Tomorrow we will have a delayed start... retail and press will open at 10, table and bakery will open at 11.

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20 Years of Magnolia


2003 was a year like no other. Newly married and ready to take on the world, Jo had set her sights on a little shop on Bosque Boulevard in Waco. We didn't have much figured out in the way of numbers and finances, but we believed in each other, and we believed in a dream to build something that would matter—something that would be meaningful, not only to us, but to our family and our community. And who knows, maybe even the world. Since then, we've been on a ride we never could have predicted in a million years.

Maybe I’m feeling sentimental because this marks 20 years since we first opened Magnolia. That’s hard for me to believe. In those years, Jo and I have started a family and went from 2 of us to 7. Our business grew by even more. We won. We lost. We learned. We wrestled with the temptation to settle for the easy path, always keeping one another accountable to the truth we held on to like our lives depended on it: we had something to offer this world, something we hoped would matter.

In retrospect, it's hard to parcel out the journey into a cut-and-dry story. Everything is mixed up and folded together. But there are moments that shine a little brighter in my memory. Like day one of Fixer, and the rainstorm on our very first Silobration. That downpour turned the Silos grounds into a mud pit—and yet we watched the skies open up the minute our friends, Johnnyswim, took the stage to sing their hearts out. There was my chance meeting with a long-distance runner named Gabriele Grunewald in Central Park that turned into an annual marathon at the Silos. The kids at St. Jude. Opening the doors of Magnolia Table. We started a print magazine in the digital age and a television network when everyone went to streaming. We bought an old church, a dilapidated castle, and a newspaper building. We doubled down on forgotten places and impossible projects. I can't explain it. When the world zigged, we zagged. For better or worse, we've trusted our gut instincts and held on to faith with a white-knuckled grip, trusting that no matter how something may appear on the surface, there's always beauty waiting to be revealed underneath. The same is true for me. And for you. I guess that's the whole secret to success. To be resolute in the face of all the voices telling you to give up, give in, or forfeit, because you just know what's on the inside is worth fighting for.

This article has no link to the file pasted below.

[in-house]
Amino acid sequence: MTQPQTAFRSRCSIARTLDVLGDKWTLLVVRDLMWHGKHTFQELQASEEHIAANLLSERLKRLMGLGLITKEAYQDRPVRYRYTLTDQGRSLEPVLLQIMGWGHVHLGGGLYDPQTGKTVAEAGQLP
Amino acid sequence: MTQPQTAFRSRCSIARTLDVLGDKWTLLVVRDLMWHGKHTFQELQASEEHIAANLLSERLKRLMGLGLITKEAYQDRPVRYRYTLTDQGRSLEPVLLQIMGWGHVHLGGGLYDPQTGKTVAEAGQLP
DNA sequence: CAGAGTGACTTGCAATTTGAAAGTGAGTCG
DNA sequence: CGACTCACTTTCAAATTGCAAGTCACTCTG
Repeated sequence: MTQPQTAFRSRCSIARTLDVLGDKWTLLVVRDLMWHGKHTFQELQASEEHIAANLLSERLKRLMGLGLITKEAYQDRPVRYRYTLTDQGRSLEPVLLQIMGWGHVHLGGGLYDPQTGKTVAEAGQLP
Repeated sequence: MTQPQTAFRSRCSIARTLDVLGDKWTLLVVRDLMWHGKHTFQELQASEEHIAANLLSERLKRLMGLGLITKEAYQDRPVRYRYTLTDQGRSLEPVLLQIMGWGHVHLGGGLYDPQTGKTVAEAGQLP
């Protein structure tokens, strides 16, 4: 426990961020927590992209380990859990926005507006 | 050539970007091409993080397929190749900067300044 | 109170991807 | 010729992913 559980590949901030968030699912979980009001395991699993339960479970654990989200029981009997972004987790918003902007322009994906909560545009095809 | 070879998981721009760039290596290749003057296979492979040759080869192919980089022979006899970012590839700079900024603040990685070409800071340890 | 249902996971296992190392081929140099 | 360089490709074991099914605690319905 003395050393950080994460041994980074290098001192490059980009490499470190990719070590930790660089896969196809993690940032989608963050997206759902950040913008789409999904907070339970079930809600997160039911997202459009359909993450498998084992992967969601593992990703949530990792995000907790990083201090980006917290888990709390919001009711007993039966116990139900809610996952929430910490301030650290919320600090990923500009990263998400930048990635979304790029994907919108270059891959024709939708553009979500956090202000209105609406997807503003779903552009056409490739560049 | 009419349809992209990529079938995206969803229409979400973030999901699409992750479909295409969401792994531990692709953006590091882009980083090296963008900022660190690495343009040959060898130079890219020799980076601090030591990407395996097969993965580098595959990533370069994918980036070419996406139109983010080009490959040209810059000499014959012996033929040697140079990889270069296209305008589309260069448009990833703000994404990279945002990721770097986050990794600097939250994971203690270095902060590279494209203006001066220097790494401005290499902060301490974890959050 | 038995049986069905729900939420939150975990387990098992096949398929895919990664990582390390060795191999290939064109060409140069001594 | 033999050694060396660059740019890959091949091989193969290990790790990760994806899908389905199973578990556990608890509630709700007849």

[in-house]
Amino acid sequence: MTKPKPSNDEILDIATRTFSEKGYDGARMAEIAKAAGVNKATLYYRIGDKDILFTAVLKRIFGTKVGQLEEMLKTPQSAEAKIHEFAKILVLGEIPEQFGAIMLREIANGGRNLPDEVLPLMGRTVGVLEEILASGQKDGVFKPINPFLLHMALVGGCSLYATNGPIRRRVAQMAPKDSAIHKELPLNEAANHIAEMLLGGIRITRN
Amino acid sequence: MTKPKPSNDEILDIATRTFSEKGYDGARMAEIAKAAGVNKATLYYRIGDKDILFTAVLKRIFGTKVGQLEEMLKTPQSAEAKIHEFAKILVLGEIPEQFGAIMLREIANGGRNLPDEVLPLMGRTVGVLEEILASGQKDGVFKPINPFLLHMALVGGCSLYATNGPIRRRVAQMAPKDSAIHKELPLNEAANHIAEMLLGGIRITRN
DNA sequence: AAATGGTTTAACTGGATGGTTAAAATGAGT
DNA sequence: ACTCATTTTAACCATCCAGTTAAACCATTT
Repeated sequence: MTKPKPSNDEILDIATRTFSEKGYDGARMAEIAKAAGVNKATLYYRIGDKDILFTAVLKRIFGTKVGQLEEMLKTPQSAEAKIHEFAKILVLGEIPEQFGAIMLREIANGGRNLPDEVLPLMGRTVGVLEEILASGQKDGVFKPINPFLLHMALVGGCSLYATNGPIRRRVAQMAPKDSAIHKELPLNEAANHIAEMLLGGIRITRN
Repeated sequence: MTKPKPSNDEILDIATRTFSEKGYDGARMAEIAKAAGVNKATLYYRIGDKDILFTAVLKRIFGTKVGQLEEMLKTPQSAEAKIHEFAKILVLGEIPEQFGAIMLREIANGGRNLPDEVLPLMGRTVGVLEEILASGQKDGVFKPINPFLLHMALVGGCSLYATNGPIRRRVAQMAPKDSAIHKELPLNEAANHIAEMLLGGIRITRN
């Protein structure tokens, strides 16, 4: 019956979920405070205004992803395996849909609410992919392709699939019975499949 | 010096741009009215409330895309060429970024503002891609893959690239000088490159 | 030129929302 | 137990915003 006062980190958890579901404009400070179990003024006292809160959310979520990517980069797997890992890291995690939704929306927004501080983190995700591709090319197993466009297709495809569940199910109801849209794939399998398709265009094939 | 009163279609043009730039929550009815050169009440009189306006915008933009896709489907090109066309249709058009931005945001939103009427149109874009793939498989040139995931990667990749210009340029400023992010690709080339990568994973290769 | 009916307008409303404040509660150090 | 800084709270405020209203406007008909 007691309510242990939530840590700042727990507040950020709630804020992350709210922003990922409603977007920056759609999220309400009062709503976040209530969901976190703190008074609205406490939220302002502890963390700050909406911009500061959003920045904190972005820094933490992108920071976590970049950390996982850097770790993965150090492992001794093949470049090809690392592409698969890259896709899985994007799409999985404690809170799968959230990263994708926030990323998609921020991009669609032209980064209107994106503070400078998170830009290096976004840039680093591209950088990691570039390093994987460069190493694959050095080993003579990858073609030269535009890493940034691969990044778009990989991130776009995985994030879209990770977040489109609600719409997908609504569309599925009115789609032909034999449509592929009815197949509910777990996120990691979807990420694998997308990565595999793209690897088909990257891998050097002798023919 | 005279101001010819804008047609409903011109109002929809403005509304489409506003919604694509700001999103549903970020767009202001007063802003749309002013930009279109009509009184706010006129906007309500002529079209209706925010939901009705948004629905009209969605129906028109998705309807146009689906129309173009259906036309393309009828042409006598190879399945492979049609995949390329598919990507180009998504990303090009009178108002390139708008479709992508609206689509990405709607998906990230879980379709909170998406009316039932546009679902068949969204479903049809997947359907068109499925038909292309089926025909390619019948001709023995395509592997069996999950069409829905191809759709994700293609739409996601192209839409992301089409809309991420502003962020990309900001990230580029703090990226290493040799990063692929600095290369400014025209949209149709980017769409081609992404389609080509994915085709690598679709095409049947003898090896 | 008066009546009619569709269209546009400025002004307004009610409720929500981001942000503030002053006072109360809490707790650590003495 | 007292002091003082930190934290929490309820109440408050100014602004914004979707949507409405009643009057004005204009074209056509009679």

We’ve come a long way from where we started. Time is roaring past us, just like we’ve all been warned. The kids are growing up and the business went from that Little Shop on Bosque to what it is now. A network, books, a retail business, a place for people to come and visit. We’re so proud of it all. Truly. And the amount of work to bring those things to fruition can’t be overstated. A whole team of people have bought into the idea that a company in Waco called Magnolia could have a chance at making the world a better place. That we can bring people home, so to speak, and remind them that what matters most in life is one another. Of all we’ve done, I’m most proud when we do that.

So here’s to the past twenty years, and here’s to the next twenty. Maybe you’ve been with us for a long time, or maybe you've just found us. Either way, we're grateful for you. And don’t go anywhere—we’re just getting started.

- Chip